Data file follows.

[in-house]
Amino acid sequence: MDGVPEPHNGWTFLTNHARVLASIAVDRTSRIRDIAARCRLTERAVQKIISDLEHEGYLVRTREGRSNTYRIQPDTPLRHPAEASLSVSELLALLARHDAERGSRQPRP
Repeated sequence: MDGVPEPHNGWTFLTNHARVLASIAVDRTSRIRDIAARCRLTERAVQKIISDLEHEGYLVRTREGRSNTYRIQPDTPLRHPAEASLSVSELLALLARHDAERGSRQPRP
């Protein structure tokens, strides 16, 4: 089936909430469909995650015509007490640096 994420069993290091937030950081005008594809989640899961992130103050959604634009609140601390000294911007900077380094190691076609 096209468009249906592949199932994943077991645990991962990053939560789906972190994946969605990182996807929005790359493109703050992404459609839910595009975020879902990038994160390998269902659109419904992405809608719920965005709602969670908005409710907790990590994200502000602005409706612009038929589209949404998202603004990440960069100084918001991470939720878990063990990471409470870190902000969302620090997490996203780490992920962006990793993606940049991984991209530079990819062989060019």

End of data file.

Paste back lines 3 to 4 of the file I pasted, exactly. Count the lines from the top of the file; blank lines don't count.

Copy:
Repeated sequence: MDGVPEPHNGWTFLTNHARVLASIAVDRTSRIRDIAARCRLTERAVQKIISDLEHEGYLVRTREGRSNTYRIQPDTPLRHPAEASLSVSELLALLARHDAERGSRQPRP
């Protein structure tokens, strides 16, 4: 089936909430469909995650015509007490640096 994420069993290091937030950081005008594809989640899961992130103050959604634009609140601390000294911007900077380094190691076609 096209468009249906592949199932994943077991645990991962990053939560789906972190994946969605990182996807929005790359493109703050992404459609839910595009975020879902990038994160390998269902659109419904992405809608719920965005709602969670908005409710907790990590994200502000602005409706612009038929589209949404998202603004990440960069100084918001991470939720878990063990990471409470870190902000969302620090997490996203780490992920962006990793993606940049991984991209530079990819062989060019």